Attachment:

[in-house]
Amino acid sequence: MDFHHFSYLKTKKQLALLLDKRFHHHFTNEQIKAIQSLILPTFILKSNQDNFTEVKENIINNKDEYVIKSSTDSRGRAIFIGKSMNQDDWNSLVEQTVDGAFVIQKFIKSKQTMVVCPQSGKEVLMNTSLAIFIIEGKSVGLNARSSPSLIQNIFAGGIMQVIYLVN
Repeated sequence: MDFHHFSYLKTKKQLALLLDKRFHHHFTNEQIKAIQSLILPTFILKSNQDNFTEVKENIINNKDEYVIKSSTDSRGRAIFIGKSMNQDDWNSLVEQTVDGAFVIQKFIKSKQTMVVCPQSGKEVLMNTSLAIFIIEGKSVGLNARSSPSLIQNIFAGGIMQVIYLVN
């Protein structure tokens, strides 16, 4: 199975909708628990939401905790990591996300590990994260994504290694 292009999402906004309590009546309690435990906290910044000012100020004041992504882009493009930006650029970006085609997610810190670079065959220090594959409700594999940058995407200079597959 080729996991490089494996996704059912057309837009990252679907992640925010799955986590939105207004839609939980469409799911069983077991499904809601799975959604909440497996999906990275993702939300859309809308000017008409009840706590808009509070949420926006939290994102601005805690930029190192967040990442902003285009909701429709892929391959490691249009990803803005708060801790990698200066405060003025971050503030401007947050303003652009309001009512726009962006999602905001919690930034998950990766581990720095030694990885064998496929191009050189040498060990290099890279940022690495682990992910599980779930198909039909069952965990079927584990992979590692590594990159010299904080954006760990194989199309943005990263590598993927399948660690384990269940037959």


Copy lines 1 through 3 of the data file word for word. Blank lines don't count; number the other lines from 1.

[in-house]
Amino acid sequence: MDFHHFSYLKTKKQLALLLDKRFHHHFTNEQIKAIQSLILPTFILKSNQDNFTEVKENIINNKDEYVIKSSTDSRGRAIFIGKSMNQDDWNSLVEQTVDGAFVIQKFIKSKQTMVVCPQSGKEVLMNTSLAIFIIEGKSVGLNARSSPSLIQNIFAGGIMQVIYLVN
Repeated sequence: MDFHHFSYLKTKKQLALLLDKRFHHHFTNEQIKAIQSLILPTFILKSNQDNFTEVKENIINNKDEYVIKSSTDSRGRAIFIGKSMNQDDWNSLVEQTVDGAFVIQKFIKSKQTMVVCPQSGKEVLMNTSLAIFIIEGKSVGLNARSSPSLIQNIFAGGIMQVIYLVN